Intervention de Cinchéo à “Tech4Climate?” – L’éco-conception logicielle : quelques constats et conseils pour démarrer

Le 9 juin 2022, j’étais invité à intervenir dans l’atelier “Les acteurs du numérique au service de la transition” de l’événement “Tech4Climate?” organisé par le groupe Constellation.

Pour celles et ceux qui n’ont pas eu la chance d’y assister, voici quelques photos et le résumé des messages que j’ai fait passer.

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Food for thought about Software Eco-Design

Things are not simple when it comes to Software Eco-Design.

Eco-Design is about maximizing a software Efficiency function of Usage, which can be defined as a ratio :

Efficiency(U) = Utility(U) / Resources(U) (U = Usage, a parameter)

  • Utility is related to the amount of useful work you can do in a unit of time (the word useful is important, because it depends on the context and what you need to achieve).
  • Resources, for software is the amount of computation, data, I/O you use, which in turn, corresponds to an amount of energy (electricity) and hardware resources (servers, routers, wires, satellites, laptops, smartphones, …). The more software resources your application use, the more energy you will need, and the more powerful hardware you will use.
  • Usage (U), corresponds of how your software is used. Usage is about how often your users will connect to the app, how many, from which county, etc. It is a parameter of Efficiency, Utility, and Resources because software impacts heavily depend on how the users will use it. The same software used differently may use up different amount of resources or have different utilities. Most importantly, Efficiency, Utility, and Resources might not be a linear function. Think of Amazon for instance: the utility might vary largely depending on the number of users, and the resources on where those users are located on the planet.
  • Energy and hardware resources end up to be direct impacts on the planet, contributing to climate change or environment destruction (side note: the IT sector is expected to reach 10% of GES within 5 years, that is to say the equivalent of all personal vehicles worldwide).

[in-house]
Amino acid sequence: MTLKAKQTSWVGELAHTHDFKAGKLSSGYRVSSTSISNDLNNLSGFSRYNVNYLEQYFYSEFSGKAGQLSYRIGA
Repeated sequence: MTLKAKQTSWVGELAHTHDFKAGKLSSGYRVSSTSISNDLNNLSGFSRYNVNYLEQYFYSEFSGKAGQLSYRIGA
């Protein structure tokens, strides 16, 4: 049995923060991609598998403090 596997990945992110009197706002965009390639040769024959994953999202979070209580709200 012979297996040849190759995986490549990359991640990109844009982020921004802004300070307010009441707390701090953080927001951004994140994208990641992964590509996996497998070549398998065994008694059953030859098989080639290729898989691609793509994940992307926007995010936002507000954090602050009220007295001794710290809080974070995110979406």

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MC2: a tool to remotely monitor computer resources

For more than a year now, EASYTEAM and Cinchéo have been working on a project that aims at creating new methods and tools to help IT departments to control the carbon footprint linked to digital services. It is a vast and complicated topic and a lot needs to be achieved. With MC2 (say M-C-square), we are contributing a small and modest part to the tooling ecosystem.

In this post, I will explain the principles of MC2 and how it works. The source code is fully available on Github:

NOTE: MC2 it is still work in progress and is a small part of a wider R&D project involving EASYTEAM (Constellation group) and INRIA (Spirals team).

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Back to the Future: let’s stop buying new Laptops and Smartphones ;)

When I was a teenager, I used to go to the center of Paris to buy specific parts to build my PC myself: sound cards, video cards, power blocks, hard drive, CPU, fans, memory, you name it. Not only it was fun and instructive, but it was also good for the planet.

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AI vs. Maths

Quite recently, I had the chance to discuss with Philippe de Reffye, a French researcher who spent his life studying how plants grow. He built a generic mathematical model that can simulate the growth of any plant, assuming we can mesure some environmental parameters to calibrate the model. He wrote a very complete book about it (in French).

The book of Philippe de Reffye

The interesting point from my perspective is that his work managed to lower the computational complexity of simulating plant growth from an exponential to a linear function. What would take days to calculate can now be done in seconds, and it grows linear w.r.t. the plant complexity.

Philippe and I talked about AI. His opinion is that AI can help calibrating the models. However, without the maths, you cannot really understands what happens when the plants grow and you have no chance finding an optimization of the kind he found.

Philippe warned me about the danger of replacing maths with ML when we don’t have a model. Indeed, it is a potential workaround, but it is expensive in computation time and it blurs our understanding of the world.